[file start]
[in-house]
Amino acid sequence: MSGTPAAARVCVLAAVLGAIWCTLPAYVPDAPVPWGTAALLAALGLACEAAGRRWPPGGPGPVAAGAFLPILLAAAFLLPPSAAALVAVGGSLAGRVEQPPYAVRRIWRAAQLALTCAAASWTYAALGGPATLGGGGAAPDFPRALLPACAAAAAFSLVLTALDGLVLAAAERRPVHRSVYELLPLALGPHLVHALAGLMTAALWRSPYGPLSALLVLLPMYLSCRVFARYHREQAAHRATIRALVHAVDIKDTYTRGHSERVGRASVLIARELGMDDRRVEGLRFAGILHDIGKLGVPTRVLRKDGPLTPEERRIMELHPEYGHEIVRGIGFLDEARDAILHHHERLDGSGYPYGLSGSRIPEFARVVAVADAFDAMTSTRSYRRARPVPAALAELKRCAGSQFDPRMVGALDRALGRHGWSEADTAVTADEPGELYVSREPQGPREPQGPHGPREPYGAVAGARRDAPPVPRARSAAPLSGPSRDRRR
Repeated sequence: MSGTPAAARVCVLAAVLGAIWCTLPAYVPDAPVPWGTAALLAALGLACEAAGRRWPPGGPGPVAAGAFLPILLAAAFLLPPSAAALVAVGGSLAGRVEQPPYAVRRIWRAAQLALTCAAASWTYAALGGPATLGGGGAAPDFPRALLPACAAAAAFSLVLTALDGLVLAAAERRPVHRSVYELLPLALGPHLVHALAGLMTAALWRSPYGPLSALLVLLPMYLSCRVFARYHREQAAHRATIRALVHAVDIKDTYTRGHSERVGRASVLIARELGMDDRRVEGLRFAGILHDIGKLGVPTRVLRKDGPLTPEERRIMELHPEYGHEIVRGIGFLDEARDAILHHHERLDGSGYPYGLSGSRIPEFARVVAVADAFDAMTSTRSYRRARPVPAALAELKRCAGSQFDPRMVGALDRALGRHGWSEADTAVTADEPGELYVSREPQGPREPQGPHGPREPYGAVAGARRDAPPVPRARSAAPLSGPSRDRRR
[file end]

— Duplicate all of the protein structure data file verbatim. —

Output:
[in-house]
Amino acid sequence: MSGTPAAARVCVLAAVLGAIWCTLPAYVPDAPVPWGTAALLAALGLACEAAGRRWPPGGPGPVAAGAFLPILLAAAFLLPPSAAALVAVGGSLAGRVEQPPYAVRRIWRAAQLALTCAAASWTYAALGGPATLGGGGAAPDFPRALLPACAAAAAFSLVLTALDGLVLAAAERRPVHRSVYELLPLALGPHLVHALAGLMTAALWRSPYGPLSALLVLLPMYLSCRVFARYHREQAAHRATIRALVHAVDIKDTYTRGHSERVGRASVLIARELGMDDRRVEGLRFAGILHDIGKLGVPTRVLRKDGPLTPEERRIMELHPEYGHEIVRGIGFLDEARDAILHHHERLDGSGYPYGLSGSRIPEFARVVAVADAFDAMTSTRSYRRARPVPAALAELKRCAGSQFDPRMVGALDRALGRHGWSEADTAVTADEPGELYVSREPQGPREPQGPHGPREPYGAVAGARRDAPPVPRARSAAPLSGPSRDRRR
Repeated sequence: MSGTPAAARVCVLAAVLGAIWCTLPAYVPDAPVPWGTAALLAALGLACEAAGRRWPPGGPGPVAAGAFLPILLAAAFLLPPSAAALVAVGGSLAGRVEQPPYAVRRIWRAAQLALTCAAASWTYAALGGPATLGGGGAAPDFPRALLPACAAAAAFSLVLTALDGLVLAAAERRPVHRSVYELLPLALGPHLVHALAGLMTAALWRSPYGPLSALLVLLPMYLSCRVFARYHREQAAHRATIRALVHAVDIKDTYTRGHSERVGRASVLIARELGMDDRRVEGLRFAGILHDIGKLGVPTRVLRKDGPLTPEERRIMELHPEYGHEIVRGIGFLDEARDAILHHHERLDGSGYPYGLSGSRIPEFARVVAVADAFDAMTSTRSYRRARPVPAALAELKRCAGSQFDPRMVGALDRALGRHGWSEADTAVTADEPGELYVSREPQGPREPQGPHGPREPYGAVAGARRDAPPVPRARSAAPLSGPSRDRRR